"A further distinction has been made to depend upon whether the tort grew out of a want of due performance of ministerial or administrative duties, or whether it arose from the malpractice of the physicians, nurses bind others in ministering professionally to the patient. In the latter cases, provided the corporation has exercised due care in its non-delegable duty of selecting proper physicians and nurses and providing suitable appliances for them, to which reference is made hereafter, the corporation will not be liable for injury to the patient owing to the negligent performance of these professional duties. On the other hand, if the injury springs from the corporation's failure In the performance of a ministerial or administrative duty, the corporation is liable, even though the failure was due to the act of a nurse or similar professional attendant in attempting to perform the duty for the corporation."
The doctrine of this text is supported by the case law, which there is no occasion here to assemble because it seems to be a very general rule, and it would appear to us to be based upon sound reason. In the case now before us, if the hospital had furnished a bassinet in which to put the baby, its head could not have been burned in the way that the hospital and student nurse now claim that it was.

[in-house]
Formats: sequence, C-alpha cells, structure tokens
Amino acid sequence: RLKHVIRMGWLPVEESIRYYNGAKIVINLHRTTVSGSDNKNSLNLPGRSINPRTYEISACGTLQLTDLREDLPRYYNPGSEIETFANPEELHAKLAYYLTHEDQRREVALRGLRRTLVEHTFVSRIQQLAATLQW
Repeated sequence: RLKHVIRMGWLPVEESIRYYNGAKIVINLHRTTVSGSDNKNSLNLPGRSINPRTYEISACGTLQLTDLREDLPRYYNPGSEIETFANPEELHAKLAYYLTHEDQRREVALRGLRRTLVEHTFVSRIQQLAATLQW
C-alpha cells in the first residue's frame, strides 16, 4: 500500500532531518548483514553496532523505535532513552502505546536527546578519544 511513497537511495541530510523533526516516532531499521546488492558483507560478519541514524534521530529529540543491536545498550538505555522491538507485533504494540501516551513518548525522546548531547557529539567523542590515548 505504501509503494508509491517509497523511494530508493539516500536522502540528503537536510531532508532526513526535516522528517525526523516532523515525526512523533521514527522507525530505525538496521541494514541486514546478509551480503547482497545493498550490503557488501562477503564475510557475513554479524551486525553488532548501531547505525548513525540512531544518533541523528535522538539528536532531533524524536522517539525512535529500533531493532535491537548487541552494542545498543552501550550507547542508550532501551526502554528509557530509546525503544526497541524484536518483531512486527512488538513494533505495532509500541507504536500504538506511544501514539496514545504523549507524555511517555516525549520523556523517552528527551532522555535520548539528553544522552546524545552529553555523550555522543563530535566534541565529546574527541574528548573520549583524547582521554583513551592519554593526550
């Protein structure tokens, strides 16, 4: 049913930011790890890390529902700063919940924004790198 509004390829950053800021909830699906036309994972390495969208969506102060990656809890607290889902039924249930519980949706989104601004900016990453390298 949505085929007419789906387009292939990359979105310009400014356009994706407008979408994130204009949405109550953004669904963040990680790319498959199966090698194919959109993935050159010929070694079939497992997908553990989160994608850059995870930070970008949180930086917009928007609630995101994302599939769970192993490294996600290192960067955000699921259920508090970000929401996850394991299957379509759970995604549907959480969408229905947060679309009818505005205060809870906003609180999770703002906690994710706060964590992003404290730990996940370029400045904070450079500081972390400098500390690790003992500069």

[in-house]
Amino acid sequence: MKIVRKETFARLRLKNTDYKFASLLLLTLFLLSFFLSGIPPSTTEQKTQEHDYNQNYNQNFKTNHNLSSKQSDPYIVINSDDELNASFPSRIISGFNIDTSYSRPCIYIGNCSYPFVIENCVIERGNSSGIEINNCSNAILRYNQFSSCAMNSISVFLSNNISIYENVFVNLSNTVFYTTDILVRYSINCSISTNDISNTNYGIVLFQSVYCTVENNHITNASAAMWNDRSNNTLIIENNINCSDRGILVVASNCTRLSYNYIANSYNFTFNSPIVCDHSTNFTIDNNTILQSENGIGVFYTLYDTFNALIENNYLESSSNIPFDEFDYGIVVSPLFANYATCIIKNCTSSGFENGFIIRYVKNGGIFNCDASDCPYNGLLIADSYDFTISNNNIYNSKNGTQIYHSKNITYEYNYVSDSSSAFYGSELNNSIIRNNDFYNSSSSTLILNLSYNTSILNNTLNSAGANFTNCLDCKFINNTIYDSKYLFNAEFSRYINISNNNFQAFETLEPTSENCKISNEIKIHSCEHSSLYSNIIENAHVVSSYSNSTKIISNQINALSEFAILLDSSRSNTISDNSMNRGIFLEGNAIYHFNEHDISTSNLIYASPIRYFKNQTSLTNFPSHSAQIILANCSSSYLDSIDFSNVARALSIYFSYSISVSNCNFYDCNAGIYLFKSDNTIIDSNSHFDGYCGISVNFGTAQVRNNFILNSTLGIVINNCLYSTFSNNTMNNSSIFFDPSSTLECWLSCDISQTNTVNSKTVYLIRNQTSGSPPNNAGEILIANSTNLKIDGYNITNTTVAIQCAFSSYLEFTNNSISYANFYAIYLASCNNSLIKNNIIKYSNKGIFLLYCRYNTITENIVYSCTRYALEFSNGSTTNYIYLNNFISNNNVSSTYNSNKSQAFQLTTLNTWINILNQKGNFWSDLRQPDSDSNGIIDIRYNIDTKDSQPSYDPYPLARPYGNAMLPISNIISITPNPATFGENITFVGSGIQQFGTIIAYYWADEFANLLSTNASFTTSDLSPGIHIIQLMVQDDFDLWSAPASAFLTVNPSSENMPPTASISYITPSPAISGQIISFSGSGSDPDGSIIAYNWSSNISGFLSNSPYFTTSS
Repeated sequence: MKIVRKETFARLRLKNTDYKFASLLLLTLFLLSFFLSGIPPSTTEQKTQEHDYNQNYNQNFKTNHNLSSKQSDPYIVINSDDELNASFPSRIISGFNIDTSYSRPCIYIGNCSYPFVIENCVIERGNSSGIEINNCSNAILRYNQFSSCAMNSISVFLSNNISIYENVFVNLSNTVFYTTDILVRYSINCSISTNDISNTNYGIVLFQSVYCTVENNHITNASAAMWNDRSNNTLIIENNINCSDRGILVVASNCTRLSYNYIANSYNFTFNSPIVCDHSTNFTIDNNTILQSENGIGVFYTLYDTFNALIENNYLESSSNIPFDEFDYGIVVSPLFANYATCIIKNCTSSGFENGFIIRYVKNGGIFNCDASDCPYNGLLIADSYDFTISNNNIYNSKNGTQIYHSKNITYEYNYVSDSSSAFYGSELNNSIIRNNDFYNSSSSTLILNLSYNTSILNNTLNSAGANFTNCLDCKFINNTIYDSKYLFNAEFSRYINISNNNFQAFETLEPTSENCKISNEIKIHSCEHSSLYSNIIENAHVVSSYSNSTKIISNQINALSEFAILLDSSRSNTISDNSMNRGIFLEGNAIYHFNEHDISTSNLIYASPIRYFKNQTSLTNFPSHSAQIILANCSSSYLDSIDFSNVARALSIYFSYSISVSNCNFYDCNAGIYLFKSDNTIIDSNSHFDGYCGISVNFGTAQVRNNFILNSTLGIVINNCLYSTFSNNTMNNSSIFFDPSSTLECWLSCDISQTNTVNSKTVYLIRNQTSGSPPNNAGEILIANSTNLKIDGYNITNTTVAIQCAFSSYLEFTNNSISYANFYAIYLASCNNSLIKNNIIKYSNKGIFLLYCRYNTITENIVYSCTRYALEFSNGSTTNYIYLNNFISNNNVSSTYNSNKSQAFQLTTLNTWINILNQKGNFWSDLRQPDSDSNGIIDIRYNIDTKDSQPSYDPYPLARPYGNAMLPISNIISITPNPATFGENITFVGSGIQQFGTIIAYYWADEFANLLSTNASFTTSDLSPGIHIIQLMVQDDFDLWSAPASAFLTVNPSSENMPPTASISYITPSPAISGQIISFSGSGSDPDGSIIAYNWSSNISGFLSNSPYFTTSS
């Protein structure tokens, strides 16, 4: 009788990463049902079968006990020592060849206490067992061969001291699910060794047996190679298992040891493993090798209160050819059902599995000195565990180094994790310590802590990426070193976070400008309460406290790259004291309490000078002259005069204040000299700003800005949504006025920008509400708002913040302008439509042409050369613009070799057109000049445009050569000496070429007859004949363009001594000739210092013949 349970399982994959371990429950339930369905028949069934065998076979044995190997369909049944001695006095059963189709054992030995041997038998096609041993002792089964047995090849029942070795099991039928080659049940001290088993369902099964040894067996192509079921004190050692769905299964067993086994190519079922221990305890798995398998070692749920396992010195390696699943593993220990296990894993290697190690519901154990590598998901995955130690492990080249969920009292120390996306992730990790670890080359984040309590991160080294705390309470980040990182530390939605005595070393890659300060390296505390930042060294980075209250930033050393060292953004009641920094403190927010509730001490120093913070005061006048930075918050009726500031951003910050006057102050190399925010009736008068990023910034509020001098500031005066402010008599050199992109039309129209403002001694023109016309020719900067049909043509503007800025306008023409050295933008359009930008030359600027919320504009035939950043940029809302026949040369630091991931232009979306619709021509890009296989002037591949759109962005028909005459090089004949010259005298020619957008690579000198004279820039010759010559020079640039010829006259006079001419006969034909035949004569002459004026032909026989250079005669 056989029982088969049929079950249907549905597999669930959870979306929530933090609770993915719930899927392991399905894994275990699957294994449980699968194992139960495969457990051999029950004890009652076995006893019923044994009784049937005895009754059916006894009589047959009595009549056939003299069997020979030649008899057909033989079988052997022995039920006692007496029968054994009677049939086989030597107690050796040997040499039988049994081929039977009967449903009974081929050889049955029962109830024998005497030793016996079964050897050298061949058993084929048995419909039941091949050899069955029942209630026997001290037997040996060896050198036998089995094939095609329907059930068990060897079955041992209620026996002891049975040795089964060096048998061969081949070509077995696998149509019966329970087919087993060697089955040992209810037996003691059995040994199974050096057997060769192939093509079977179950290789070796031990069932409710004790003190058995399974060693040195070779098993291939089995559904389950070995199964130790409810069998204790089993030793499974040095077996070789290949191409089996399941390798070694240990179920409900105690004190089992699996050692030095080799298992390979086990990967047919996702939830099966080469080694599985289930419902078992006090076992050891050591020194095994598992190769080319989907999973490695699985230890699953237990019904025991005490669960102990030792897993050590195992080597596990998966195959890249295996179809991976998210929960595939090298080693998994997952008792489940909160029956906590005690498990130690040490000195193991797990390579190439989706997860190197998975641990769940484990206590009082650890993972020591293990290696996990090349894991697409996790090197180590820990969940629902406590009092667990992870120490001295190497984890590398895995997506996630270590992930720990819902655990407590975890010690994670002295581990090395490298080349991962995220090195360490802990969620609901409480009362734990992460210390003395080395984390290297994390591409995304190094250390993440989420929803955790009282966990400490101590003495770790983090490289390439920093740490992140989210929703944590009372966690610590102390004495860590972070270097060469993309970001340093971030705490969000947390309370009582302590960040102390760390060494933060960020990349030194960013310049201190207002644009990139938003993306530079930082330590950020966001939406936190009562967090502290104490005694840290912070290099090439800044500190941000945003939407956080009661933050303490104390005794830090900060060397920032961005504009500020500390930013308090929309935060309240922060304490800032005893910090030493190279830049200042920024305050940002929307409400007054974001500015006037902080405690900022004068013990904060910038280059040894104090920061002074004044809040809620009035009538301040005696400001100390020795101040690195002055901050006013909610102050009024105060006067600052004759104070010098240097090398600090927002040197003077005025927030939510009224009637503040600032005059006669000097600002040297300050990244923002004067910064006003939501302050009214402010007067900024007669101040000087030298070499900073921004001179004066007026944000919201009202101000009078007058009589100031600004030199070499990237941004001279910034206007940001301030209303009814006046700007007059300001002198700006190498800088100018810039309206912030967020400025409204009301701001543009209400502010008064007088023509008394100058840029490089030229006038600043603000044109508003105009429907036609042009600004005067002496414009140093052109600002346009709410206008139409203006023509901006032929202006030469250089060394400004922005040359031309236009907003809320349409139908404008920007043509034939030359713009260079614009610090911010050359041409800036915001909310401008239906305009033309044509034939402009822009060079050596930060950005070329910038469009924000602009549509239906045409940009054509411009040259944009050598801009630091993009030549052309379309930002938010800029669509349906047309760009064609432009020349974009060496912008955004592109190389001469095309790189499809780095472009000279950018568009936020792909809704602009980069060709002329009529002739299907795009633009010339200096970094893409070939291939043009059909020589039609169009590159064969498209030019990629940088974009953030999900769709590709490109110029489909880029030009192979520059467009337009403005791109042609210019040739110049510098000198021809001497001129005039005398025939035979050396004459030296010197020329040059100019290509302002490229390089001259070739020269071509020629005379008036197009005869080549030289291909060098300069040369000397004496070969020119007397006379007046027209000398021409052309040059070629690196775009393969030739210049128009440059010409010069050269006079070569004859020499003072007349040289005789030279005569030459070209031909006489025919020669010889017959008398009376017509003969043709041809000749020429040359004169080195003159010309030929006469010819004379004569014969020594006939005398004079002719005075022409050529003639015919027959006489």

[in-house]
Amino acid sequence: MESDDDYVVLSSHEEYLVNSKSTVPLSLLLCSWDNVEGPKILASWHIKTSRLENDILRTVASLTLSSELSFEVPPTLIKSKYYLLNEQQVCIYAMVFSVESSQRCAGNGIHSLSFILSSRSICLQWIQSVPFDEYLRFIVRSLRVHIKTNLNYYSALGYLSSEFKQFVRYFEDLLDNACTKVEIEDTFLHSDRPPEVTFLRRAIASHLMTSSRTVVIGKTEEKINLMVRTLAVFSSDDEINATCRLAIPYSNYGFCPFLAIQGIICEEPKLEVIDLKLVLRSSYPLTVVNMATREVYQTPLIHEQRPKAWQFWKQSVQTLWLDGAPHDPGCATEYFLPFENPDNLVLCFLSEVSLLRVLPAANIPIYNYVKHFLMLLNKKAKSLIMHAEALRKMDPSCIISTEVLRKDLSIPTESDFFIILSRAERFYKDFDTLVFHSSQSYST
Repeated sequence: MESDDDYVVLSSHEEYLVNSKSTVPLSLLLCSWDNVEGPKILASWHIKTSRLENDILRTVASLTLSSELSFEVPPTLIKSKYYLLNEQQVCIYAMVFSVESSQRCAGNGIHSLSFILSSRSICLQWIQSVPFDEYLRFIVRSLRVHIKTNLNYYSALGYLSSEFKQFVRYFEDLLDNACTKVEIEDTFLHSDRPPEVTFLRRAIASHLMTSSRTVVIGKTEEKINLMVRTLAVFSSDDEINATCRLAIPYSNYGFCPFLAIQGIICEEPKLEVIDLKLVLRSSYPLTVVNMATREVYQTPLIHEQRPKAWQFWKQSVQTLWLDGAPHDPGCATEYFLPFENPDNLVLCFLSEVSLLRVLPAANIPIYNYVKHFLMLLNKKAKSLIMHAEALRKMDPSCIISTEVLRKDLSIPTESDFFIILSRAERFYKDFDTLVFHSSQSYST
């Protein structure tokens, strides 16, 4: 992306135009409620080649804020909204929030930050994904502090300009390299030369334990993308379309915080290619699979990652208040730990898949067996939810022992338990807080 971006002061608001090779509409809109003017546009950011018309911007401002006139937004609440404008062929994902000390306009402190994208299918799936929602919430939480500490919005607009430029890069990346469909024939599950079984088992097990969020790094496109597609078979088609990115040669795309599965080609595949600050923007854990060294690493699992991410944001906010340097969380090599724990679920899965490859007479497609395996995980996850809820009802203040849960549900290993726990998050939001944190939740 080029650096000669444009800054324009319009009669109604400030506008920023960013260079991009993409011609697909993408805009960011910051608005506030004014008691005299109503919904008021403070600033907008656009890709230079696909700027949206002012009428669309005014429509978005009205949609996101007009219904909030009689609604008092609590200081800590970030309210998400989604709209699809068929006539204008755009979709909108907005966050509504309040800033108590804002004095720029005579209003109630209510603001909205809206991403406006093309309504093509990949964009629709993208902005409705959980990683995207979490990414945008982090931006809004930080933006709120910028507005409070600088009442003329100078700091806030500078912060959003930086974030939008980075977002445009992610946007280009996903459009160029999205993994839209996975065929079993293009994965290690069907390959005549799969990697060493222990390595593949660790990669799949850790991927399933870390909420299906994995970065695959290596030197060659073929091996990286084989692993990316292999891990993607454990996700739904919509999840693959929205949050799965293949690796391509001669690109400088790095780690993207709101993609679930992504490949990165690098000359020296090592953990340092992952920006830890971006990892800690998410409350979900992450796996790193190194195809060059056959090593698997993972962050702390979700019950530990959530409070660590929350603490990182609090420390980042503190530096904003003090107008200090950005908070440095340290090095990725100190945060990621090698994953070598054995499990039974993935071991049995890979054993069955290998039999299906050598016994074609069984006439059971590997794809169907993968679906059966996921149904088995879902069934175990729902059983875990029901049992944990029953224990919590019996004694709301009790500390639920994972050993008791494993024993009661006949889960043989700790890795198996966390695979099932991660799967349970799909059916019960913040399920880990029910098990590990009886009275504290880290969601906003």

The defendant hospital now claims that the
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Opinion Per MAIN, J. [5 Wn. (2d)
plaintiffs have no right to raise that question at this time, because they did not stand upon their complaint, but accepted the motion to strike and pleaded over. In support of this, there is invoked the rule, which a number of times has been stated by this court, that one who files amended pleadings, after a motion to strike is granted or a demurrer sustained, waives his right to urge the ruling as error upon an appeal from an adverse judgment. Goshert v. Wirth, 130 Wash. 14, 226 Pac. 124; Sunset Motor Co. v. Woodruff, 130 Wash. 516, 228 Pac. 519; Port of Seattle v. Fidelity &Deposit Co., 185 Wash. 247, 53 P. (2d) 740. There is an exception to that rule where a motion to strike has been granted and a demurrer sustained, if there remains a question of fact in the case, and the one to whom the ruling is adverse does not waive his right to have it reviewed on appeal by pleading over. Scott v. Hallock, 16 Wash. 439, 47 Pac. 968; Federal Iron &Brass Bed Co. v. Hock, 42 Wash. 668, 85 Pac. 418.